if the user does not want to receive the communication, the server forgoing forwarding of the communication to the user.
2. The method of claim 1, wherein if the caller does not satisfy the call handling rules the server determining if the user wants to receive the communication comprises the server initiating a real-time communication or a messaging communication via at least one communication device of the user to obtain input from the user for use in routing the requested communication connection.
3. The method of claim 2 further comprising the user providing input to the server specifying to the server a preference for routing the communication in response to the server initiating the real-time communication or the messaging communication with the user, and the server routing the requested communication connection according to the preference specified by the user in the input the user provided to the server.
4. The method of claim 1 wherein if the caller does not satisfy the call handling rules, the server determining if the user wants to receive the requested communication connection based on the stored subject matter information provided by the caller comprises the server performing a search of keywords on the subject matter information provided by the caller about the subject matter of the requested communication connection.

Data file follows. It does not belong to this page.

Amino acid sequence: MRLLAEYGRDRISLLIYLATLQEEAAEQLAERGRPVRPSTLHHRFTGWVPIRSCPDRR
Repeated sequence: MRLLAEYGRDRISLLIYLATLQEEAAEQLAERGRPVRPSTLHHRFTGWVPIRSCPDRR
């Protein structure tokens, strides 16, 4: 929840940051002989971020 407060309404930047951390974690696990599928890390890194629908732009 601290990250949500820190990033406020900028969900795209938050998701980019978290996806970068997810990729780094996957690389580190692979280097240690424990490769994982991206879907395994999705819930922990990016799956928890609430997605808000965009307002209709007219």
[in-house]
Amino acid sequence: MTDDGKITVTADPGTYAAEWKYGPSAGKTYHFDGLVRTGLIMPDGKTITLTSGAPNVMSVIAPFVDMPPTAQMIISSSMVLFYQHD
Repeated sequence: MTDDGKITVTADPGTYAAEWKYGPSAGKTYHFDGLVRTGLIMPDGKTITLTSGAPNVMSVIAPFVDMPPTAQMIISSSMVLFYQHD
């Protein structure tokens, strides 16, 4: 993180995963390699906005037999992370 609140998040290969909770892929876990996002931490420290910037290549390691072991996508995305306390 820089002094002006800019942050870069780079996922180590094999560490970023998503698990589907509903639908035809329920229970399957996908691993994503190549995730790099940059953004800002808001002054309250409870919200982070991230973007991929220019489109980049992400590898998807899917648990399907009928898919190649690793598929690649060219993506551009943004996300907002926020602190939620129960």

5. The method of claim 1, further comprising the server monitoring a presence status of the caller and wherein the call handling rules are also based on the presence status of the caller.
6. The method of claim 1, wherein the call handling rules comprise a first list of identification information associated with at least one first caller such that the at least one first caller of the first list is connectable to the user regardless of the presence status of the user, a second list of identification information associated with at least one second caller such that the at least one second caller of the second list is connectable to the user based upon the presence status of the user, and a third list of identification information associated with at least one third caller such that the at least one third caller of the third list is not connected to the user regardless of the presence status of the user and is automatically sent to a voicemail system.
7. The method of claim 1, wherein if the presence status of the user is provided to the caller, said presence status provided to said caller being a presence status that is adjusted based upon the identity of the caller in accordance with predefined presence status rules set by the user.
8. The method of claim 1, wherein if the presence status of the user is not provided to the caller, the server providing a default presence status of the user to the caller, the default presence status being unavailable.